Tuesday, June 30, 2015

The Rich Are Different

Fitzgerald: You know, it's true: The rich are different.
Hemingway: Yes, they have more money.

Let us now praise Donald Trump.  He is God's gift to the Democratic Party and to the great huddled masses yearning to breathe free. He is the crystal through which we can see what makes the rich so different.  Visible through him is that arrogance of the elect. 

At it's most elemental, it is the sense of entitlement, that conviction which has sustained generations of royalty and aristocracy that they are blessed because they deserve to be blessed. "God is my right." Or, maybe, in the 21st century: "God is the Right!"

Rush Limbaugh has it. Trump excels at it. Anyone can make it in America, if only he works hard enough. The corollary to that is: Anyone who does not make it, simply has not worked hard enough, so don't pity the slackers: They deserve their hard lives.

In feudal society, you needed a gilded church to tell the squalid masses the reason they lived in huts while the kings and barons lived in palaces was God wanted it that way. In America today, there is the myth of "deserving" rich. We put them through various non life threatening but demanding gauntlets (college, law school, medical school) and they get the sense they've struggled to earn their places among the elite and so they feel entitled to the glittering prizes they've won.  Of course, what they are blind to is although they worked hard to get rich, they were placed on third base and thought they'd hit a triple. I love that image.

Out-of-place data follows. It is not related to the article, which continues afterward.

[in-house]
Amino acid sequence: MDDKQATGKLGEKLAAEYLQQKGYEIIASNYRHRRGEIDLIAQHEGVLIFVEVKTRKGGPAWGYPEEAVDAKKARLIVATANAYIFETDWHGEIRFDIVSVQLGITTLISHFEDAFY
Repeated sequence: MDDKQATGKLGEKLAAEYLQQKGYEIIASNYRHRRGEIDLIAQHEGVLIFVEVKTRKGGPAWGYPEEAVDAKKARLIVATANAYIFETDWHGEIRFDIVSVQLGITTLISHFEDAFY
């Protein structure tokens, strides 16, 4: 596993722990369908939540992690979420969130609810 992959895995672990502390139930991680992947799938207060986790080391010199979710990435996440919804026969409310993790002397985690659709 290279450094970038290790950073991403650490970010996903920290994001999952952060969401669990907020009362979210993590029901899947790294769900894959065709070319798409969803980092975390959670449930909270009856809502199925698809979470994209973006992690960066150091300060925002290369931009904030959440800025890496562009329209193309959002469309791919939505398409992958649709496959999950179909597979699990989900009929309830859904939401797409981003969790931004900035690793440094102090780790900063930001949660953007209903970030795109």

So, smugness reigns among the deserving elite.  And the Donald epitomizes all that.

My grand parents lived in what would now be considered poverty, but everyone around them was in the same state and they did not feel diminished, ashamed, or really much deprived.  They caught the occasional glimpse of the passing limousine, but that was not a problem for them. The world of speak easy's and flappers and the roaring 20's was simply beyond their imagination; their children could read about it in Fitzgerald and Hemingway, but it was not a world which beckoned or seemed possible. They were simply happy to be living in peace with nobody shooting at them or shelling their homes, to have work and to have enough to raise their kids. 

How would they have reacted to a Donald smirking at them from the television, telling them they were losers and deserved to be?

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